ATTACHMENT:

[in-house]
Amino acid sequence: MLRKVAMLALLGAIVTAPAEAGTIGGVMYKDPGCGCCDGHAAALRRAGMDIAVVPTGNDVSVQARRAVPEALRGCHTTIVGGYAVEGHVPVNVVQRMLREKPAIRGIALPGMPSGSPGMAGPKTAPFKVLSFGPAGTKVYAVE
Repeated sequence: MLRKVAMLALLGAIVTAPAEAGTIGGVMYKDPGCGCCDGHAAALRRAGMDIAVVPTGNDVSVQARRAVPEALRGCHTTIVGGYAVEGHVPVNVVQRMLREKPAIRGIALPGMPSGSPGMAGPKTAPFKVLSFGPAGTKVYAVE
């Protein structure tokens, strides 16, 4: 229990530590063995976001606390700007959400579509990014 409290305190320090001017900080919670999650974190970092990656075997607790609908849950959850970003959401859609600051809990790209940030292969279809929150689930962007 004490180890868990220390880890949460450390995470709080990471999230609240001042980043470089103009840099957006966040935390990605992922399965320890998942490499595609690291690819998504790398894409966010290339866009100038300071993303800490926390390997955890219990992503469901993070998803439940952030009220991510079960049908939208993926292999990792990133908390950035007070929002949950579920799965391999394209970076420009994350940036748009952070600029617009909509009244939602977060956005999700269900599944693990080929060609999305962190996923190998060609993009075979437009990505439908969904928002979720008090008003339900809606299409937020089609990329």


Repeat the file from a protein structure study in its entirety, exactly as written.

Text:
[in-house]
Amino acid sequence: MLRKVAMLALLGAIVTAPAEAGTIGGVMYKDPGCGCCDGHAAALRRAGMDIAVVPTGNDVSVQARRAVPEALRGCHTTIVGGYAVEGHVPVNVVQRMLREKPAIRGIALPGMPSGSPGMAGPKTAPFKVLSFGPAGTKVYAVE
Repeated sequence: MLRKVAMLALLGAIVTAPAEAGTIGGVMYKDPGCGCCDGHAAALRRAGMDIAVVPTGNDVSVQARRAVPEALRGCHTTIVGGYAVEGHVPVNVVQRMLREKPAIRGIALPGMPSGSPGMAGPKTAPFKVLSFGPAGTKVYAVE
């Protein structure tokens, strides 16, 4: 229990530590063995976001606390700007959400579509990014 409290305190320090001017900080919670999650974190970092990656075997607790609908849950959850970003959401859609600051809990790209940030292969279809929150689930962007 004490180890868990220390880890949460450390995470709080990471999230609240001042980043470089103009840099957006966040935390990605992922399965320890998942490499595609690291690819998504790398894409966010290339866009100038300071993303800490926390390997955890219990992503469901993070998803439940952030009220991510079960049908939208993926292999990792990133908390950035007070929002949950579920799965391999394209970076420009994350940036748009952070600029617009909509009244939602977060956005999700269900599944693990080929060609999305962190996923190998060609993009075979437009990505439908969904928002979720008090008003339900809606299409937020089609990329």